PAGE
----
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CHLOR, when on thy breast I lie,
Observes me with revengeful eye :
If Chloe o'er thy heart prevails,
She'll tear me with her defpirate nails ;
And with relentless hands destroy
The tender pledges of our joy.
Nor have I bred a spurious race ;
They all were born from thy embrace.
CONSIDER, Strephon, what you do ;
For should I die for love of you,
I'll haunt thy dreams, a bloodless ghost,
And all my kin, a num'rous host,
Who down direct our lineage bring
From victors o'er the Memphian King;
Renown'd in fieges and campaigns,
Who never fled the bloody plains,
Who in tempestuous seas can sport,
And scorn the pleasures of a court ;
From whom great Stella found his doom;
Who scourg'd to death that scourge of Rome,
Shall on thee take a vengeance dire;
Thou, like Alcides, fhalt expire,
When his invenom'd shirt he wore,
And skin and flesh in pieces tore.
Nor less that shirt my rival's gift,
Cut from the piece that made her shift,
Shall in thy dearest blood be dy'd,
And make thee tear thy tainted hide.
DEpriv'd of root, and branch, and rind,
Yet flow'rs I bear of ev'ry kind ;
And such is my prolific pow'r,
They bloom in less than half an hour :
Yet standers-by may plainly see
They get no nourishment from me.
My head with giddiness goes round;
And yet I firmly stand my ground:
All over naked I am seen,
And painted like an Indian queen.
10 No couple-beggar in the land, E'er join'd fuch numbers hand in hand ; I join them fairly with a ring ; Nor can our parson blame the thing : And tho' no marriage-words are spoke,
15 They part not till the ring is broke, Yet hypocrite fanatics cry, I'm but an idol rais'd on high; And once a weaver in our town, A damn'd Cromwellian, knock'd me down. I lay a pris'ner twenty years, And then the jovial cavaliers To their old poft reftor'd all three, I mean the church, the king, and me. VERSES on the upright judge who condemned the
Written in the year 1724.
I hate, and have good reafon ;
For there my grandfire cut his weazon :
He cut his weazon at the altar ;
I keep my gullet for the halter.
On the same.
N church your grandfire cut his throat :
To do the job too long he tarry'd ;
He should bave had my hearty vote,
To cut his throat before he marryd.
(The judge speaks).
"M not the grandson of that ass Quin*;
Nor can you prove it, Mr Pasquin.
My grand-dame had gallants by twenties,
And bore my mother by a 'prentice ;
This, when my grandfire knew, they tell us he
In Christ-church cut his throat for jealousy.
And, since the alderman was mad you say,
Then I must be so too, ex traduce.
A SIMILE, on our want of Silver, and the only
way to remedy it.
Written in the year 1725.
AS when of old fome forc?refs threw
O'er the moon's face a sable hue,
To drive unseen her magic chair,
At midnight, thro' the darken’d air ;
Wise people, who believ'd with reason,
That this eclipse was out of season,
Affirm'd the moon was fick, and fell
To cure her by a counter-spell..
Ten thousand cymbals now begin
To rend the skies with brazen din;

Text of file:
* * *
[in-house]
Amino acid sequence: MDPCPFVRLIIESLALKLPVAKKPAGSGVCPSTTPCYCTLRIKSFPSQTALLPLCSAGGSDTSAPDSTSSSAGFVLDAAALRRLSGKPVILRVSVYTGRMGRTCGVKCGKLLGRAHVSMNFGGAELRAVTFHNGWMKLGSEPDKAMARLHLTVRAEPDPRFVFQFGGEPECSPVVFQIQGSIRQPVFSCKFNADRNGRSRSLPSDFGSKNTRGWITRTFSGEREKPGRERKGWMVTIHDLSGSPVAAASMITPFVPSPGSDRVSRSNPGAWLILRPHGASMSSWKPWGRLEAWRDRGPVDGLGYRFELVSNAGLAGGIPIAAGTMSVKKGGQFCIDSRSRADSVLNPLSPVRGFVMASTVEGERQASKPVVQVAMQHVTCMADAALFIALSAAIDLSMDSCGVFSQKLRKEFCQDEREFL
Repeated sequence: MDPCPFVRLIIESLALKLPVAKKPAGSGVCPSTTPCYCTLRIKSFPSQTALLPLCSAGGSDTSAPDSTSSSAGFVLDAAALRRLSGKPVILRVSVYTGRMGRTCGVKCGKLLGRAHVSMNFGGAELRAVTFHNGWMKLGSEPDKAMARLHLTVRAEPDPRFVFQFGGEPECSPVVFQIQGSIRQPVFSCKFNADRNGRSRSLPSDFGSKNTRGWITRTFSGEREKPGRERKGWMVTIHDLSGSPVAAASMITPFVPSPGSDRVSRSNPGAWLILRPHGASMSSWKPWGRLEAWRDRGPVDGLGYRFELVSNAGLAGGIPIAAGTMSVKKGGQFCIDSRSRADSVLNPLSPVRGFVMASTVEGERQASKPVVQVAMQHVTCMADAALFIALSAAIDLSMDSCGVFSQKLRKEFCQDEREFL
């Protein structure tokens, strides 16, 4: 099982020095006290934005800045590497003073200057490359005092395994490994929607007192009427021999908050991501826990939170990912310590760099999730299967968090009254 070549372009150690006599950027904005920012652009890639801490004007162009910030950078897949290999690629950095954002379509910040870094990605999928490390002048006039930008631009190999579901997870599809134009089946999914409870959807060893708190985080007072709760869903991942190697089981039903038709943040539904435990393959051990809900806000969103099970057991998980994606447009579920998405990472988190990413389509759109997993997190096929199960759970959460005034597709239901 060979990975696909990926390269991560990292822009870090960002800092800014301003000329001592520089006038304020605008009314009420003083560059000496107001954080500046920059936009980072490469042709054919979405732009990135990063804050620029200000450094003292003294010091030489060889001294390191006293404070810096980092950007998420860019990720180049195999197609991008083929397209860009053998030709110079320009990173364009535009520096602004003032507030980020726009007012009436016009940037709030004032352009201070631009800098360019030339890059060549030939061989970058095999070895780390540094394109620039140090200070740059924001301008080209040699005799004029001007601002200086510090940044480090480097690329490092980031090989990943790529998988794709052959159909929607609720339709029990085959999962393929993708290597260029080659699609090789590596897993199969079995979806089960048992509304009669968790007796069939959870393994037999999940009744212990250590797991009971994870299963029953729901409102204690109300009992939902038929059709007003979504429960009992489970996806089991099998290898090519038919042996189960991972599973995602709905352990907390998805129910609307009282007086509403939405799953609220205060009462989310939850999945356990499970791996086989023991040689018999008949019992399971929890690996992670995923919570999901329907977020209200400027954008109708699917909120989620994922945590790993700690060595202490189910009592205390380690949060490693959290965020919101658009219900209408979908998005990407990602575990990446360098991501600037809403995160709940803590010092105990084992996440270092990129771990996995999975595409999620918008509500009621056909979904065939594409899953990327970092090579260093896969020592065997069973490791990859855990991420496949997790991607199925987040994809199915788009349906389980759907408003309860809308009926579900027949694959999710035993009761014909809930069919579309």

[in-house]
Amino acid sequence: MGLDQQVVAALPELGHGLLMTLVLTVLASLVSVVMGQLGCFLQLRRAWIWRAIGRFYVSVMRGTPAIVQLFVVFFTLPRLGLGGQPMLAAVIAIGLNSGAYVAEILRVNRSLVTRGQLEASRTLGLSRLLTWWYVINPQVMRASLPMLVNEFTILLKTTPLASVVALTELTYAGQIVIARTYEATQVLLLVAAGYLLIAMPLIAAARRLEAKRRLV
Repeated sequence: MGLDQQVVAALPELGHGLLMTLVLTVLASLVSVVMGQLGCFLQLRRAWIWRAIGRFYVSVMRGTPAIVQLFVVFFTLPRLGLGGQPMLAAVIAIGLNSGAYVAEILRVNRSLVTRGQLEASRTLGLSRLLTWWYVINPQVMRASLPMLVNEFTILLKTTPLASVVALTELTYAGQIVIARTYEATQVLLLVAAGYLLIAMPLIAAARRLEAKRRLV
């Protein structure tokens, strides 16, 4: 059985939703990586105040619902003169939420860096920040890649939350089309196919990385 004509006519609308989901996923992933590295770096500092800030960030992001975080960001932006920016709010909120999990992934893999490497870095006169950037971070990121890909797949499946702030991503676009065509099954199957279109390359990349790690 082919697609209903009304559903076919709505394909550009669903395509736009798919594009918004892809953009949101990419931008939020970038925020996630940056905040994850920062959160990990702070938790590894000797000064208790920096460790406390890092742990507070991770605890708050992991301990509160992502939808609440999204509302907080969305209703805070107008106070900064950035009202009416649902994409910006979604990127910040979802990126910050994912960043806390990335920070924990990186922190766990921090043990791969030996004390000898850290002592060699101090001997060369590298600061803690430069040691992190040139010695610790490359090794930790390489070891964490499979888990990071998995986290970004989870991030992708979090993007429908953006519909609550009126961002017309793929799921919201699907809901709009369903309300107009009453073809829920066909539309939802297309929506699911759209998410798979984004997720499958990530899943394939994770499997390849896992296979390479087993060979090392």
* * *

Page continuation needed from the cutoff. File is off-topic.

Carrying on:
The cymbals rattling sounds dispel
The cloud, and drive the hag to hell :
The moon, deliver'd from her pain,
Displays her filver face again.
(Note here, that, in the chymic style,
The moon is filver all this while).
So (if my fimile you minded,
Which I confess is too long-winded)
When late a feminine magician *,
Join'd with a brazen politician,
Expos’d, to blind the nation's eyes,
A parchment of prodigious fize 1;
Conceal'd behind that ample screen,
There was no silver to be seen.
But to this parchment let the Drapier
Oppose his counter-charm of paper,
And ring Wood's copper in our ears
So loud, till all the nation hears ;
That found will make the parchment shrivel,
And drive the conj'rers to the devil :
And when the sky is grown ferene,
Our filver will appear again.
Written in the year 1725•
Almoneus, as the Grecian tale is,
Was a mad coppersmith of Elis ;
Up at his forge by morning peep,
No creature in the lane could seep.
Among a crew of royft'ring fellows
Would fit whole ev’nings at the alehouse :
His wife and children wanted bread,
While he went always drunk to bed.
This vap'ring scab must needs devise
To ape the thunder of the skies :
With brass two fiery steeds he shod,
To make a clatt'ring as they trod.
Of polifh'd brass his flaming car
Like lightning dazzled from afar ;
he mounts into the box, And he must thunder, with a pox. * A great lady is reported to have been bribed by Wood, | A patent 1o William Wood, for coining halfpence.
Then furious he begins his march,
Drives rattling o’er a brazen arch :
With squibs and crackers arm’d to throw
Among the trembling crowd below.
All ran to pray’rs, both priests and laity,
To pacify this angry deity;
When Jove, in pity to the town,
With real thunder knock'd him down.
Then what a huge delight were all in,
To see the wicked varlet sprawling?
They search'd his pockets on the place,
And found his copper all was base;
They laugh'd at such an Irish blunder,
To take the noise of brass for thunder.
The moral of this tale is proper,
Apply'd to Wood's adult’rate copper:
Which, as he scatter'd, we like dolts
Miftook at first for thunderbolts ;
Before the Drapier shot a letter,
(Nor Jove himself could do it better),
Which lighting on th' impostor's crown,
Like real thunder knock'd him down.
Written in the year 1725.
Y long obfervation I have understood, ,
That two little vermin are kind to Will Wood.
The firft is an insect they call a wood-louse,
itself in itself for a house,
As round as a ball, without head, without tail,
Inclos'd cap.a.pee in a strong coat of mail.
And thus William Wood to my fancy appears
In fillets of brass roll’d up to his ears :